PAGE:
The Pentagon's annual report on sexual harassment and sexual assaults at the service academies, released today, showed a dramatic drop over time at all three schools — from 42 in 2005 to 25 in 2008. (The "2008" period actually ran from June 1, 2008 through May 31, 2009.)
The Air Force Academy's sexual assault reports fell from 24 in 2007 to eight in the most recent year. That figure of 24 was the highest number among the academies in at least a four-year span.
The report is compiled by order of Congress, which demanded the Defense Department monitor sexual assaults at military academies and institute programs to address the issue after the Air Force Academy was caught up in a scandal in 2003. Back then, dozens of female cadets alleged the military ignored their reports and failed to adequately prosecute the offenders. An Air Force working group investigation concluded there was "no systemic acceptance" of sexual assault.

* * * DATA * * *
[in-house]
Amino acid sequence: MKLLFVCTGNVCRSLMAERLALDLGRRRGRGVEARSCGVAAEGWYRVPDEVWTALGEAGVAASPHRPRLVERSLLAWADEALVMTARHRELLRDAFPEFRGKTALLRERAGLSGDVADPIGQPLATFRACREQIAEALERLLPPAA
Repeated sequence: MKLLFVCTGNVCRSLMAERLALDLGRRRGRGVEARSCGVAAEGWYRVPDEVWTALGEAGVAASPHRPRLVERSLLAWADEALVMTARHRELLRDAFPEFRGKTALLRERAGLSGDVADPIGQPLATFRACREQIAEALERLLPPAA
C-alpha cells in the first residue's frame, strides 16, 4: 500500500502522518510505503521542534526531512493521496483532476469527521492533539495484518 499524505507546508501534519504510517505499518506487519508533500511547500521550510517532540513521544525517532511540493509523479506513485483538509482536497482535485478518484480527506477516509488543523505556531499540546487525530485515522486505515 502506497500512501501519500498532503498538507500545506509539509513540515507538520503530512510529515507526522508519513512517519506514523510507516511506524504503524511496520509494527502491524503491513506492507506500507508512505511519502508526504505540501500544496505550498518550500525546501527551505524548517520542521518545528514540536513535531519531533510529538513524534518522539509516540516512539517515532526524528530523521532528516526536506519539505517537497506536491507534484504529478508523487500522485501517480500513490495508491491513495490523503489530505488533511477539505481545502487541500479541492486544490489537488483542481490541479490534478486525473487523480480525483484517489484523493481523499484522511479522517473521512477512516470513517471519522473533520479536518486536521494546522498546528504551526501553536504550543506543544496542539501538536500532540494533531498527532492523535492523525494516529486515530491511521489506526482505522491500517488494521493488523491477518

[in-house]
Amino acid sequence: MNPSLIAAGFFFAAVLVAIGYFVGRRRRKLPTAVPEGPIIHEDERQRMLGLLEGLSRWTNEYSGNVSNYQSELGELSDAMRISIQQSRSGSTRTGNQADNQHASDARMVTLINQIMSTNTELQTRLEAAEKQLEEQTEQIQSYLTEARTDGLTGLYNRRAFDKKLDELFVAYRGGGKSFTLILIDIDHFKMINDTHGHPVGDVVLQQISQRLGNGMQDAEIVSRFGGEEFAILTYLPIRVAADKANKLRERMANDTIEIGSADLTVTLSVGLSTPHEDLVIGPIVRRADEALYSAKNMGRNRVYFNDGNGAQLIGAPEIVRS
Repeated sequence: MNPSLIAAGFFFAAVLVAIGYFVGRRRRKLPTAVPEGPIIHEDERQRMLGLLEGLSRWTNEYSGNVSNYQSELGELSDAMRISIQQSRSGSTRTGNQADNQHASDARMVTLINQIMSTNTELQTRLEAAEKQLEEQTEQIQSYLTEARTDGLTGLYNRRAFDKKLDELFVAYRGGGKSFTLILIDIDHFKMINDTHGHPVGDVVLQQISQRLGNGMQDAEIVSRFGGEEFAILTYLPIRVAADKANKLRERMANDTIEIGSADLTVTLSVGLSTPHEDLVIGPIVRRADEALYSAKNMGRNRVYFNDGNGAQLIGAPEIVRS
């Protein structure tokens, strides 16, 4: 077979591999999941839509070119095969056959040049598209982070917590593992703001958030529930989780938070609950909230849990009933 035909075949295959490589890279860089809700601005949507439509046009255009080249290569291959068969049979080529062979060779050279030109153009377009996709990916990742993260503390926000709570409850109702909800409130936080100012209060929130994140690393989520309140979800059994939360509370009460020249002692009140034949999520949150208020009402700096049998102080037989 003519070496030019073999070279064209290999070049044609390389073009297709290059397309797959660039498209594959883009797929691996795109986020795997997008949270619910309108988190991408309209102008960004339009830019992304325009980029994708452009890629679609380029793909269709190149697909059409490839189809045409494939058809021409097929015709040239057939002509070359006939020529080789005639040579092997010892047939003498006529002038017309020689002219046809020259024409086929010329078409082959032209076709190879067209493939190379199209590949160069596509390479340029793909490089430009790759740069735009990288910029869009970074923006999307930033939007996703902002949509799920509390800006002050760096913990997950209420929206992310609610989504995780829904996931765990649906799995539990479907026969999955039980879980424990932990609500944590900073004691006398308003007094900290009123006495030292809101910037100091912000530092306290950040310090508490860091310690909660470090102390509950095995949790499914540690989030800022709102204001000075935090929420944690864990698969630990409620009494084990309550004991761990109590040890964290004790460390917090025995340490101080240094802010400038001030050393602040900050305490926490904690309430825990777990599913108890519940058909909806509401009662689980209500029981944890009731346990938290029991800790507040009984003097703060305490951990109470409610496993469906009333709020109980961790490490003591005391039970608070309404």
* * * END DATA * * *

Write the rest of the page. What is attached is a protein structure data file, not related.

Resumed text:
But a congressional commission later disagreed with that finding, saying top Air Force leaders disregarded persistent warnings that a growing number of sexual assaults that went unpunished were creating a culture of hostility toward women. The report also said sexual assault problems dated to the time women were first admitted as cadets in 1976. In response, the academy adopted aggressive training in how to report sexual assaults to help prosecutors win convictions. It also created a far-reaching program to provide victim support.
To see the full report, click here.